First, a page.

All MSU samples were cultured on routine culture media by semi-quantitative method as described in World Health Organization (WHO) manual [16]. In short, 1μL of urine was inoculated on MacConkey and blood agar plate (HiMedia Laboratories Pvt. Ltd., India) by streaking using calibrated loop, and incubated aerobically for 18-48hrs at 37ᵒC. Growth of 100 colonies or more, i.e. 105 colony forming units (CFU)/mL urine, was considered as culture positive. Isolation and identification of isolates were done following their morphology in Gram's staining, cultural characteristics and biochemical properties, as per the Manual of Clinical Microbiology [17].

Antimicrobial Susceptibility Testing

Antibiotic susceptibility testing of all isolates was performed by Kirby-Bauer’s disc diffusion method and interpretation of the results was done as described in CLSI 2013 [18]. Antibiotic discs (HiMedia Laboratories Pvt. Ltd., India) used were amoxicillin (10μg), cefixime (10μg), cefotaxime (30μg), cefpodoxime (30μg), ceftazidime (30μg), ceftriaxone (30μg), ciprofloxacin (5μg), cotrimoxazole (1.25/23.75μg), gentamycin (10μg), imipenem (10μg), nitrofurantoin (300μg), norfloxacin (10μg), ofloxacin (5μg), piperacillin (100μg), and vancomycin (30μg). Control strains of P. aeruginosa ATCC 27853 and E. coli ATCC 25922 were used in parallel as a part of quality control. Organisms resistant to two or more classes of antimicrobial agents were considered to be multidrug resistance (MDR).

Screening of ESBL-Producing Strains

According to CLSI guidelines, strains showing zone of inhibition of ≤25mm for ceftriaxone and/or ≤22mm for ceftazidime and/or ≤17mm for cefpodoxime and/or ≤27mm for cefotaxime were considered for conformational test for ESBL.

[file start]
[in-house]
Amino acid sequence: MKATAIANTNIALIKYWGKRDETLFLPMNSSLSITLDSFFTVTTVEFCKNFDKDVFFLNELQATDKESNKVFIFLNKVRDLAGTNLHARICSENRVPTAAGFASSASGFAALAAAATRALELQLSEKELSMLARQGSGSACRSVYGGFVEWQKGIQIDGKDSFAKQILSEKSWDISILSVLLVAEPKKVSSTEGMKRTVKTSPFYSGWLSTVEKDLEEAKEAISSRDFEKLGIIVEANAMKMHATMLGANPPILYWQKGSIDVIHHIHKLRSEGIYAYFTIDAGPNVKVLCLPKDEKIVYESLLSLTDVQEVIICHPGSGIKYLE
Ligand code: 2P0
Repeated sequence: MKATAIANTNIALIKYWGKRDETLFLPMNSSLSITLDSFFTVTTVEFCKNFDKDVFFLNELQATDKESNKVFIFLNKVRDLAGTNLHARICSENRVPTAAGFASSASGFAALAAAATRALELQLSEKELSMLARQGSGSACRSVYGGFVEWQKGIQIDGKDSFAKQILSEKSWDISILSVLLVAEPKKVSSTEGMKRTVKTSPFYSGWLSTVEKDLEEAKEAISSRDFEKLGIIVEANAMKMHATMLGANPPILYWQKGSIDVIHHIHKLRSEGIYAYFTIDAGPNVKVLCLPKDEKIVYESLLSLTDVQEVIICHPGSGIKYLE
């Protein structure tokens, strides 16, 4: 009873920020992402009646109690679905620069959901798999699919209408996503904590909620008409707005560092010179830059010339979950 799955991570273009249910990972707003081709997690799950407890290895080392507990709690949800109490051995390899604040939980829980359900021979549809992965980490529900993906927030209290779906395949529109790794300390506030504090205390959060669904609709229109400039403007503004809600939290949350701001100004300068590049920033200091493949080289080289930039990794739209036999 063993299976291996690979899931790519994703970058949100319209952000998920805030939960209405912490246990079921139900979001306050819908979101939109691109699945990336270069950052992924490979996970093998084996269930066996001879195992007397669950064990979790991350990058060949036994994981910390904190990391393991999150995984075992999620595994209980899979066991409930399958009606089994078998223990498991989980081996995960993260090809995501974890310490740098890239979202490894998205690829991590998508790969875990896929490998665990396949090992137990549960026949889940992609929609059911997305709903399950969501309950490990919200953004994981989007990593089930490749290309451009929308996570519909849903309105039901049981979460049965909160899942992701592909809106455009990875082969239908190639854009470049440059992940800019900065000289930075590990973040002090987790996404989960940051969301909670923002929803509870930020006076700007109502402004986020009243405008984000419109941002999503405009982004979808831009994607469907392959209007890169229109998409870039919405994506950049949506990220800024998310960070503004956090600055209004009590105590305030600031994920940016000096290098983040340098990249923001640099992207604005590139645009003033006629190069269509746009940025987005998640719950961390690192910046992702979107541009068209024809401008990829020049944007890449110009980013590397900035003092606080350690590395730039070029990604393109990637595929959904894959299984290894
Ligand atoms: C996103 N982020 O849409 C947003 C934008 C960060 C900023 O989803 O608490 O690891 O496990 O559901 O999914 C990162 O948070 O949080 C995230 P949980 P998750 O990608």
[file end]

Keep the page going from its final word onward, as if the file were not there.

Confirmation of ESBL-Producing Strains

ESBL production among potential ESBL-producing isolates was confirmed phenotypically using combined disc method. Comparison of the zone of inhibition was made for the ceftazidime (30µg) and cefotaxime (30µg) discs alone vs. that of the ceftazidime and cefotaxime discs containing clavulanic acid (10µg), when placed 25mm apart (center to center). Isolates showing an increase in zone diameter of ≥5 mm around either of the clavulanate combined discs compared to that of the disc alone was considered ESBL producer. K. pneumoniae ATCC 700603 was used as control strains.

Ethical Consideration

Ethical approval was not required to carry out this work as the bacterial isolates were collected as part of routine patient care investigation in the hospital.


This study was conducted among patients suspected of UTI visiting Alka Hospital. A total of 2209 non-repetitive MSU samples were collected from patients for urine culture. Only 451 (20.4%) samples showed significant growth.

Distribution of Samples among Patients

The ratio of number of inpatients to outpatients was 1:2.96. Similarly, number of male patients to female patients ratio was 1:2.2; females were higher in all cases. (Table 1).

Table 1. Distribution of samples among inpatients and outpatients.